Understanding Tubal Ligation

Tubal ligation is a form of permanent birth control, sometimes referred to as ‘tubal sterilization,’ or more colloquially, having your tubes tied.

 

Regardless of whether they already have children or not, women may elect to undergo a tubal ligation procedure. Tubal ligation is a form of permanent birth control, sometimes referred to as ‘tubal sterilization,’ or more colloquially, having your tubes tied.

During this procedure, a woman’s fallopian tubes are cut, tied, or blocked to prevent future pregnancies, stopping the egg, or ovum, from traveling from the ovaries down the fallopian tubes. This also ensures that a partner’s sperm will never reach or fertilize the ovum, thereby physically preventing pregnancy from ever occurring. 

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Tubal Ligation Procedure

 

In the days leading up to the procedure, the patient may be asked to stop smoking and/or taking certain medications. The night before, it’s common to be instructed not to eat or drink anything in preparation for the surgery. On the day of, it’s recommended that patients wear loose-fitting clothing to their appointment.

The procedure is typically performed in a hospital or an outpatient surgical clinic. During the procedure, a general or local/spinal anesthetic may be used. The former puts patients to sleep—that is, it makes them unconscious—while the latter numbs the affected area, preventing the patient from feeling pain. Provided everything goes smoothly, most women can expect to return home the day of the procedure, although anyone going under the influence of an anesthetic should plan to get a ride to and from the facility. 

The surgery itself is relatively quick and minimally invasive. After the patient is anesthetized, the surgeon will make one or more small incisions in the abdomen, and gas may be pumped into the belly to help inflate the area and give the surgeon more room to work. The surgeon will then insert a laparoscope—a slender instrument with a light and camera—into the abdomen, along with the surgical instruments that will perform the ligation. Using these implements, they will ‘ligate’ the fallopian tubes by cutting, tying, clamping, banding, or sealing them with an electric current. Finally, they close up the incisions with a few stitches, dress the area, and the surgery is finished.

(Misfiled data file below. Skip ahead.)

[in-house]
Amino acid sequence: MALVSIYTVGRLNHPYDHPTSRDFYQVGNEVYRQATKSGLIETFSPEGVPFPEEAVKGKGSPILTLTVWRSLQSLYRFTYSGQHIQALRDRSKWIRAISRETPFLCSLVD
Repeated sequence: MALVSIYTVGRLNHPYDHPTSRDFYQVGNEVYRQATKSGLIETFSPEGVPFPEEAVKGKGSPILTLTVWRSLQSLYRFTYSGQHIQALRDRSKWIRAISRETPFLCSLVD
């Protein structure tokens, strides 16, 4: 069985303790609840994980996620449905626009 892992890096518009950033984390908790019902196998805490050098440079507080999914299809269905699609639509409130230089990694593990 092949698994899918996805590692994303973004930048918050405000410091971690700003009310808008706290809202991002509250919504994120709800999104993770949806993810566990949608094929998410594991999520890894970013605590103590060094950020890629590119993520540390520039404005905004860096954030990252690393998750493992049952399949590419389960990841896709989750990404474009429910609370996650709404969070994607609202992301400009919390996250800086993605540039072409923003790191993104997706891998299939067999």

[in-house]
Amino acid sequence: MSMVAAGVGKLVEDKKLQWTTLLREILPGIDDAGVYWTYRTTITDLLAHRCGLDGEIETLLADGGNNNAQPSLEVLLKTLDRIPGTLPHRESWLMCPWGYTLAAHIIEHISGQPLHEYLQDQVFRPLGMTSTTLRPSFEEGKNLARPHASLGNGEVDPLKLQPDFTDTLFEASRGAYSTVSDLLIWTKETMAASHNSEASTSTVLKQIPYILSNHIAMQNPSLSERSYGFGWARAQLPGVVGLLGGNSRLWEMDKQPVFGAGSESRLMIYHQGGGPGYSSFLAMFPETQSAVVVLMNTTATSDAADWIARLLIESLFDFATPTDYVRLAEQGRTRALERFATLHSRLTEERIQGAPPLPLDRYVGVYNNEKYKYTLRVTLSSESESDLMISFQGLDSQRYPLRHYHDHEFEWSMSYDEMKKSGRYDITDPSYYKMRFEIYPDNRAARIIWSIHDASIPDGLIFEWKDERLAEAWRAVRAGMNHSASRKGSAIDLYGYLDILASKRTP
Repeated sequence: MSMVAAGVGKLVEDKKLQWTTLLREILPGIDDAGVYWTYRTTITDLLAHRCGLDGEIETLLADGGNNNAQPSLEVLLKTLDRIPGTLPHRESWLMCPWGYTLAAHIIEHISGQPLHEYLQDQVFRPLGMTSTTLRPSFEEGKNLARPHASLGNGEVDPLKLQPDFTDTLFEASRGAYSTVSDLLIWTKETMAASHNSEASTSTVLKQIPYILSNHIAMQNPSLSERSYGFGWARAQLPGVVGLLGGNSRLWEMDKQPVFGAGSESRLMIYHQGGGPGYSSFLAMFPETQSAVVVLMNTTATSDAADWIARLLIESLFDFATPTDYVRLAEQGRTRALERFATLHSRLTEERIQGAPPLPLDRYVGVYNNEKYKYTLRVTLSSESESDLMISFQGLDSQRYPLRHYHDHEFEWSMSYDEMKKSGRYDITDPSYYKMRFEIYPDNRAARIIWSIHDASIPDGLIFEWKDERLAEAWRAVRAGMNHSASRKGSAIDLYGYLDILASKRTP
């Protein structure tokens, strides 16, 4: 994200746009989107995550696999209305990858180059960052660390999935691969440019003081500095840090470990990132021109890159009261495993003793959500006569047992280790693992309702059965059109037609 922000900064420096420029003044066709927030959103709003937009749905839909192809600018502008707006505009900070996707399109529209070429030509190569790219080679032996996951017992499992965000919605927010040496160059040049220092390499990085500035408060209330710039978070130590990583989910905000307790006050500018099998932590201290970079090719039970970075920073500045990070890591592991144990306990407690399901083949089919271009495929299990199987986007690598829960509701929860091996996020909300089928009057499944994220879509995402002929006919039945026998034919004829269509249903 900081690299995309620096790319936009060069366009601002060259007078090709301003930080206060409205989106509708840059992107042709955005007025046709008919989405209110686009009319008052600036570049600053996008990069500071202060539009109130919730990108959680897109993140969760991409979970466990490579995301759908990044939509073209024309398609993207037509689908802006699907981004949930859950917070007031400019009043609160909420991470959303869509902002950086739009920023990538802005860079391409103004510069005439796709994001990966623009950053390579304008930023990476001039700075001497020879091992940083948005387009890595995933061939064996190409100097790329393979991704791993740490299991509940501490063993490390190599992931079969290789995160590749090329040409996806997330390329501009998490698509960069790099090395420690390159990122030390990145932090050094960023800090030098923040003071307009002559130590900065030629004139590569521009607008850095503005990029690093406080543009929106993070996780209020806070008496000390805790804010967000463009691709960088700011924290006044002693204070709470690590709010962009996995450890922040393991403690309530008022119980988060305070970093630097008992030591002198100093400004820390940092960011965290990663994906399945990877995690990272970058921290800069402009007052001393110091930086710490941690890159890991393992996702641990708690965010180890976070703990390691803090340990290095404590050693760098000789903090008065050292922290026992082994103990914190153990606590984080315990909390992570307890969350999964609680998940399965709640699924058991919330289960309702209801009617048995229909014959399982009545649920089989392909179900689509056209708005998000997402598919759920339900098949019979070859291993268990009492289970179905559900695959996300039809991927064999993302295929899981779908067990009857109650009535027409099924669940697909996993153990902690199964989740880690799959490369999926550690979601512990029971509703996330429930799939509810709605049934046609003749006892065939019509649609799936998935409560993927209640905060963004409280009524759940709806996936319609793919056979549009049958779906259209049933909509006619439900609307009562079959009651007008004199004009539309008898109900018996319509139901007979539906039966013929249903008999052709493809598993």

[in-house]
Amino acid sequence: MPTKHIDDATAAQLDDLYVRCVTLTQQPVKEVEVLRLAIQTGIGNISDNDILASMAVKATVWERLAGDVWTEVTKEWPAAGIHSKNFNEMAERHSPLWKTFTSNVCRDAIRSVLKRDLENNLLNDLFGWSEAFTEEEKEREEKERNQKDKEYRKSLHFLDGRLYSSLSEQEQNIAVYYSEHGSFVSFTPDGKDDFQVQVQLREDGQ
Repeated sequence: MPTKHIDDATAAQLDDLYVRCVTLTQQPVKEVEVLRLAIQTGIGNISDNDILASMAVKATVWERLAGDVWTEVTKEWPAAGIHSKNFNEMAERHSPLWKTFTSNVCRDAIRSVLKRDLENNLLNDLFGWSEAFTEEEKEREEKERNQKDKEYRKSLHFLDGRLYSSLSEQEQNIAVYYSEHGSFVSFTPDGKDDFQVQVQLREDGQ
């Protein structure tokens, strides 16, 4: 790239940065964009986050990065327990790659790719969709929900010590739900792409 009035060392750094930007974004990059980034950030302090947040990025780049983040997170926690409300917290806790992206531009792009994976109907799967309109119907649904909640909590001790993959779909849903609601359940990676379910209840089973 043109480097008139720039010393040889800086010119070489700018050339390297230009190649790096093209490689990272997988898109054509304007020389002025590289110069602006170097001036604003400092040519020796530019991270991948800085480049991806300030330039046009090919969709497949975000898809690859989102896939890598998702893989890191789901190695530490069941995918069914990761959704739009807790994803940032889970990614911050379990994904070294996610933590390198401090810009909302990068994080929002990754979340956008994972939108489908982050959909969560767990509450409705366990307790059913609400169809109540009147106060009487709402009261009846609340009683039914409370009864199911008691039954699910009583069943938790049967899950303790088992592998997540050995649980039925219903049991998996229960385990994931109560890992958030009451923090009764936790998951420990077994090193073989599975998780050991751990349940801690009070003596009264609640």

After Your Surgery

 

Patients may experience some discomfort, tenderness, and gas—these are perfectly normal remnants of the surgical procedure. It’s recommended that women post-ligation avoid heavy lifting for about a week. After the procedure, women may be able to have sex normally after about a week of recovery, although this depends on the individual. Although ovulation is affected by the ligation, the menstrual cycle will continue unchanged.

A tubal ligation can make many women and their partners more comfortable and confident having sex, as it removes the risk of unwanted pregnancy. However, women who engage in intercourse with multiple partners still need to practice safe sex, as tubal ligation does not protect against STDs.

Tubal ligation is highly effective, with a 99% rate of pregnancy prevention. However, it is worth noting that, while unlikely, it is still possible to get pregnant after a tubal ligation. Unfortunately, this procedure also increases the chances of experiencing an ectopic pregnancy. While post-procedure pregnancies are rare, it is more likely in women under 28 and women who had the surgery more than ten years ago.

Tubal Ligation Reversal

 

There is a reason that tubal ligation is considered a permanent form of birth control. Although it is possible to attempt a reversal surgery, only 50-80% of women who get their fallopian tubes reattached can become pregnant. 

If you are considering a tubal ligation procedure, you should be absolutely certain that you do not want children. However, if you think there is even a small chance that you may change your mind in the future, there are other, less permanent birth control strategies that may be preferable.

If you have any questions or concerns about tubal ligation or wonder if this procedure might be right for you, consult with your doctor or reach out to Zergo to learn more. Zergo empowers you to take control of your fertility—let us show you the possibilities!